I was tagged in a Homeschool Resources Meme by Tricia at HodgePodge. Some of you may already know that I homeschooled our two oldest children from kindergarten through graduation. After homeschooling for 16 years this is my year off. But my sabbatical will only last for one year. We were blessed with a bonus baby when our oldest were 16 and 14, so next year I will be starting all over again. I have been reflecting on my favorite resources from homeschooling my older children and am enjoying learning about new products which were not available to me back in the dark ages.
I was comfortable homeschooling my children through grammar school, but was nervous as we approached high school. Christian Home Educators’ Curriculum Manual : Junior/Senior High answered many of my questions, helped me create a plan, and helped me choose the curriculum that I would use.
2. One resource you wouldn’t be without
3. One resource you wish you had never bought
The Writing Road to Reading. An experience homeschooling friend swore by this book and convinced me that something would be lacking in my kids’ education if I didn’t buy it. I am sure it is a good book but it was a bad match for my children and my teaching style. I did learn an important lesson out of this: I know my children better than anybody and I need to pay attention to my gut instinct when deciding how to teach them. So keep that in mind when you read my favorites. What worked for children may be a bad match for yours and what I didn’t like might be a good match. Another lesson I learned over the years was to ask, “Why didn’t you like that product?” Because what a friend didn’t like might prove to be what I love about an item. So why was The Writing Road to Reading a bad match? My oldest children both had a fine motor delay. The Writing Road to anything would have been a bad match.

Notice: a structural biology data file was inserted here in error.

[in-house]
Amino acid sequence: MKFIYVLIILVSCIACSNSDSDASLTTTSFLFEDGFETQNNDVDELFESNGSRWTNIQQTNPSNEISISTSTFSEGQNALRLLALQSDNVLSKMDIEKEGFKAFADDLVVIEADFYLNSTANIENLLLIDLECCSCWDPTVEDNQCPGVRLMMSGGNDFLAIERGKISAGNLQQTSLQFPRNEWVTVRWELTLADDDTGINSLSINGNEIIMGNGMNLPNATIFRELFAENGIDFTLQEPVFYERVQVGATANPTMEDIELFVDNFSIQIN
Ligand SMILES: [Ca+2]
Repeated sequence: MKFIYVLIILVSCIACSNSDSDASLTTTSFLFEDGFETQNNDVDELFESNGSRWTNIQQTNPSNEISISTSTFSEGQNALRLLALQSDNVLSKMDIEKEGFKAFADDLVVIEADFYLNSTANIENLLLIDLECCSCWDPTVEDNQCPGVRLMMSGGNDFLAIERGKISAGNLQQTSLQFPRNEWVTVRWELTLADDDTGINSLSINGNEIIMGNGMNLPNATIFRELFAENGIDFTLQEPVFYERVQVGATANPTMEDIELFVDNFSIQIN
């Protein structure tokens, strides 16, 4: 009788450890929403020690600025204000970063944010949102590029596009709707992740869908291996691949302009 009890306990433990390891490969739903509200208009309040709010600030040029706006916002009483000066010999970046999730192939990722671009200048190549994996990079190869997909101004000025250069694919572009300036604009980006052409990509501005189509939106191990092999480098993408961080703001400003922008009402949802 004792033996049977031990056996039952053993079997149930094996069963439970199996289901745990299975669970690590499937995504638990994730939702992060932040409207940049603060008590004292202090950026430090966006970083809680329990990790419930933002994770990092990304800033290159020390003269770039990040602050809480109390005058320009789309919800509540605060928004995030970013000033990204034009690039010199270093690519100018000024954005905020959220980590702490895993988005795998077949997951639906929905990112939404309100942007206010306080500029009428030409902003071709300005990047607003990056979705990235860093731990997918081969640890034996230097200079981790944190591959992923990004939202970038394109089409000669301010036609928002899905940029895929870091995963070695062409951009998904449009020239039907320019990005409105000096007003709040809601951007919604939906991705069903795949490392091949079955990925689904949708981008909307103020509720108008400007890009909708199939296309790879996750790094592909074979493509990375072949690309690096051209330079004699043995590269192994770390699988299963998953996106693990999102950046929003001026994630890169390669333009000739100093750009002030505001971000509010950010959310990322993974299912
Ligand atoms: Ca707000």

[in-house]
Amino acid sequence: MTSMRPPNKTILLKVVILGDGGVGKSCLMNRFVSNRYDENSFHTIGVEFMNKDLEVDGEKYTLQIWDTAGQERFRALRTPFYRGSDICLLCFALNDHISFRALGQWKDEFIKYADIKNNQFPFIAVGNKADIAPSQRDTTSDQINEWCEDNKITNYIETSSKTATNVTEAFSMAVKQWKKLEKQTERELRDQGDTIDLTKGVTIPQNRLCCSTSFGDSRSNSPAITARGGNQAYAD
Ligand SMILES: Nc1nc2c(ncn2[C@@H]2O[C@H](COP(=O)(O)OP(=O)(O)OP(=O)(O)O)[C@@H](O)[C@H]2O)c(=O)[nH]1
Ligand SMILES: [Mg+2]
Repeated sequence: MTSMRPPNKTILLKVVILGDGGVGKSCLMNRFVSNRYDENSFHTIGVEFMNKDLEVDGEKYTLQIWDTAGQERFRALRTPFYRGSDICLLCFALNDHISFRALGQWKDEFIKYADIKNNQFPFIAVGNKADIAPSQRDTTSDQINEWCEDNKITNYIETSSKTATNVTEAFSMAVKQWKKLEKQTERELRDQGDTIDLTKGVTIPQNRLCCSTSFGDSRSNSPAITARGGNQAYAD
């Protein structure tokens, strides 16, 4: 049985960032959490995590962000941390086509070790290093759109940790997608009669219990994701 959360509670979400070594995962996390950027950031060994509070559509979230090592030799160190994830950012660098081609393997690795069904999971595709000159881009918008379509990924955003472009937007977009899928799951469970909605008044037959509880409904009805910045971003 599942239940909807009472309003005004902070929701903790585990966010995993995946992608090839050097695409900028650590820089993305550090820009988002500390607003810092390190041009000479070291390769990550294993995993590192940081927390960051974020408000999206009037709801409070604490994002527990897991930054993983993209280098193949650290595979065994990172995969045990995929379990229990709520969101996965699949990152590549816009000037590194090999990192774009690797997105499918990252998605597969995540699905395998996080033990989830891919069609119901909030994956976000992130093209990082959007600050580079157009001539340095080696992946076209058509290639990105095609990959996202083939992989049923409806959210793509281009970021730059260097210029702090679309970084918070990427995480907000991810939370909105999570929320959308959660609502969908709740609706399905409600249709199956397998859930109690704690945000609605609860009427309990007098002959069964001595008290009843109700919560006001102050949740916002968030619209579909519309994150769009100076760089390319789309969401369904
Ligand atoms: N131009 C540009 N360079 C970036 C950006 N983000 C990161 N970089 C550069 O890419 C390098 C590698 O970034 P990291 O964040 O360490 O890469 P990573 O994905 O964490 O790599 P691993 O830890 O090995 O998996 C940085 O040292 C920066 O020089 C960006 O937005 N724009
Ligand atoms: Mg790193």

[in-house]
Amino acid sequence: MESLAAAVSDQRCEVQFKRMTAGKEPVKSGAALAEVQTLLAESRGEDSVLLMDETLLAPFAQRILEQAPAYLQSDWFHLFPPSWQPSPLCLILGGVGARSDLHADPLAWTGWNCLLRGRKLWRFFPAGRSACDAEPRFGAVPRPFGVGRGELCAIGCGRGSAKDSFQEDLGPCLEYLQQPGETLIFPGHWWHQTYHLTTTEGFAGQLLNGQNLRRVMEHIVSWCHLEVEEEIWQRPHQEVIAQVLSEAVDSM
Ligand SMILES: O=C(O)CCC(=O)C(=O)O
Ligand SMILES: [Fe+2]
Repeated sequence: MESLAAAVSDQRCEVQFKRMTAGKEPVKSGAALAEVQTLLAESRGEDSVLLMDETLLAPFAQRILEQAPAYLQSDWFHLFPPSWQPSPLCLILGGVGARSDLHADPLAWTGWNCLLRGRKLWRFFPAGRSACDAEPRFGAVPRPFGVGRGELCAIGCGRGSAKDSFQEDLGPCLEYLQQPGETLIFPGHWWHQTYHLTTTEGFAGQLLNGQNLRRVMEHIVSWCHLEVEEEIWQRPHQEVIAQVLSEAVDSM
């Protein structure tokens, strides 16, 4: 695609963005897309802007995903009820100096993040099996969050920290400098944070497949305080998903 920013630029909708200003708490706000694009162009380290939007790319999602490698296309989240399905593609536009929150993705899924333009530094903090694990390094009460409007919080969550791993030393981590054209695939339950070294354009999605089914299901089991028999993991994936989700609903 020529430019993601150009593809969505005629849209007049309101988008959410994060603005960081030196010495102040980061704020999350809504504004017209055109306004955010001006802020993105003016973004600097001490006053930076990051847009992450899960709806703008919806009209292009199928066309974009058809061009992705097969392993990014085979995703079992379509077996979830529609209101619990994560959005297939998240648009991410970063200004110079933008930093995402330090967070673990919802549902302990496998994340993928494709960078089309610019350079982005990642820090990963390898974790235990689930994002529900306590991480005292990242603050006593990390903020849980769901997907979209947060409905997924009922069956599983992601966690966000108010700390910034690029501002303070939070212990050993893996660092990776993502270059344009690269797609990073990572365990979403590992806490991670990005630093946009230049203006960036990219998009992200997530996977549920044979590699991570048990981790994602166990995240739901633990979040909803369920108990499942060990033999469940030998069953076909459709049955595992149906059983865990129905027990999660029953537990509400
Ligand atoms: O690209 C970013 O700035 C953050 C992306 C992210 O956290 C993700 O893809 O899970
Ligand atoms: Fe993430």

We used History of Art for Young People for all four years of high school. We used it to accompany our history studies so that my kids would have a real sense of what was going on in the world while major art movements were taking place. I never had to ask my children twice to read this book.
Lollipop Logic: Critical Thinking Activities can be used as early as Kindergarten and I plan on using it with Andrew next year. I will follow it up with the Blast Off to Logic Series and then move on to Formal Logic.
I am seriously considering buying Pre Level I Physics Student Text for Andrew next year. The pre-level wasn’t available when I was teaching my older kids, but I did enjoy using level 1 with Grant when he was in grammar school.
N.B. I believe in teaching physics first, then chemistry, and then biology. An understanding of one leads to a deeper understanding of the others. We tend to do it backwards because it is easy to teach children the names of a plant, so we do that and leave the “hard stuff” for when they are older. But physics at an entry level isn’t any harder than biology on an entry level.
7. One resource you wish existed
A great “How to Write Poetry” book.
8. One homeschool catalogue you enjoy reading
I could pour over a Rainbow Resource catalog for a month or longer and have. If I have loaned you a copy of my ear-marked, underlined, starred, and highlighted catalog then you are a cherished friend.
9. One homeschooling website you use regularly
I visit HodgePodge regularly and particularly enjoy the pastel tutorials.
10. Tag other homeschoolers
I am not going to tag anyone, instead I am going to invite all of my readers who are homeschoolers to think about participating. If you don’t have a blog, you are welcome to share your favorites in the comments. If you are a homeschooler and write about it I would love to hear from you. As I prepare for homeschooling Andrew, I am looking for new resources and would love to read about what you are up to!